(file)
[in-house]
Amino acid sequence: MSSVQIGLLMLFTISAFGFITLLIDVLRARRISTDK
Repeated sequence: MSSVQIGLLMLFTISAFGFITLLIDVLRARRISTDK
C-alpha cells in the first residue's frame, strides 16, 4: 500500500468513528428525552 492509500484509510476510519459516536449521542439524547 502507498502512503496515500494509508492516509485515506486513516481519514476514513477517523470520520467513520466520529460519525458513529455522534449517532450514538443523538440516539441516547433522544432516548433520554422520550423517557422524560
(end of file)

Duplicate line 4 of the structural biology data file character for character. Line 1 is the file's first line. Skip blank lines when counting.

C-alpha cells in the first residue's frame, strides 16, 4: 500500500468513528428525552 492509500484509510476510519459516536449521542439524547 502507498502512503496515500494509508492516509485515506486513516481519514476514513477517523470520520467513520466520529460519525458513529455522534449517532450514538443523538440516539441516547433522544432516548433520554422520550423517557422524560